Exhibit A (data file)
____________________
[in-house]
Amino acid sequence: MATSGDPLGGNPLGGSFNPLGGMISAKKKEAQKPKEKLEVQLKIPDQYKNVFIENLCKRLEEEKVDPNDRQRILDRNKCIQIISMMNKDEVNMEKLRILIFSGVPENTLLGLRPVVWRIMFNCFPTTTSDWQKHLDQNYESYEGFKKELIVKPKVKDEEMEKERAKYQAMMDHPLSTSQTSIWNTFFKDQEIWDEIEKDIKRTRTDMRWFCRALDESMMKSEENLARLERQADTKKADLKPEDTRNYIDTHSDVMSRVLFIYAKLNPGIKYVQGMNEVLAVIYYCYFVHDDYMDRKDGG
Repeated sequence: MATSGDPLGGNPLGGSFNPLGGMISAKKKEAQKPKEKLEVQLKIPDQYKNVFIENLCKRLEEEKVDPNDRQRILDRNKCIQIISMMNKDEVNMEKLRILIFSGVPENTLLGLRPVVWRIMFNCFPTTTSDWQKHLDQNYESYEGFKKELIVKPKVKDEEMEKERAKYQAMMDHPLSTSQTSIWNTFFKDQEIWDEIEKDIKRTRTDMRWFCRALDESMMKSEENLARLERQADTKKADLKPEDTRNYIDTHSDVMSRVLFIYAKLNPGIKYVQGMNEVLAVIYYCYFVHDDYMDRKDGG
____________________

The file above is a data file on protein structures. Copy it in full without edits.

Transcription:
[in-house]
Amino acid sequence: MATSGDPLGGNPLGGSFNPLGGMISAKKKEAQKPKEKLEVQLKIPDQYKNVFIENLCKRLEEEKVDPNDRQRILDRNKCIQIISMMNKDEVNMEKLRILIFSGVPENTLLGLRPVVWRIMFNCFPTTTSDWQKHLDQNYESYEGFKKELIVKPKVKDEEMEKERAKYQAMMDHPLSTSQTSIWNTFFKDQEIWDEIEKDIKRTRTDMRWFCRALDESMMKSEENLARLERQADTKKADLKPEDTRNYIDTHSDVMSRVLFIYAKLNPGIKYVQGMNEVLAVIYYCYFVHDDYMDRKDGG
Repeated sequence: MATSGDPLGGNPLGGSFNPLGGMISAKKKEAQKPKEKLEVQLKIPDQYKNVFIENLCKRLEEEKVDPNDRQRILDRNKCIQIISMMNKDEVNMEKLRILIFSGVPENTLLGLRPVVWRIMFNCFPTTTSDWQKHLDQNYESYEGFKKELIVKPKVKDEEMEKERAKYQAMMDHPLSTSQTSIWNTFFKDQEIWDEIEKDIKRTRTDMRWFCRALDESMMKSEENLARLERQADTKKADLKPEDTRNYIDTHSDVMSRVLFIYAKLNPGIKYVQGMNEVLAVIYYCYFVHDDYMDRKDGG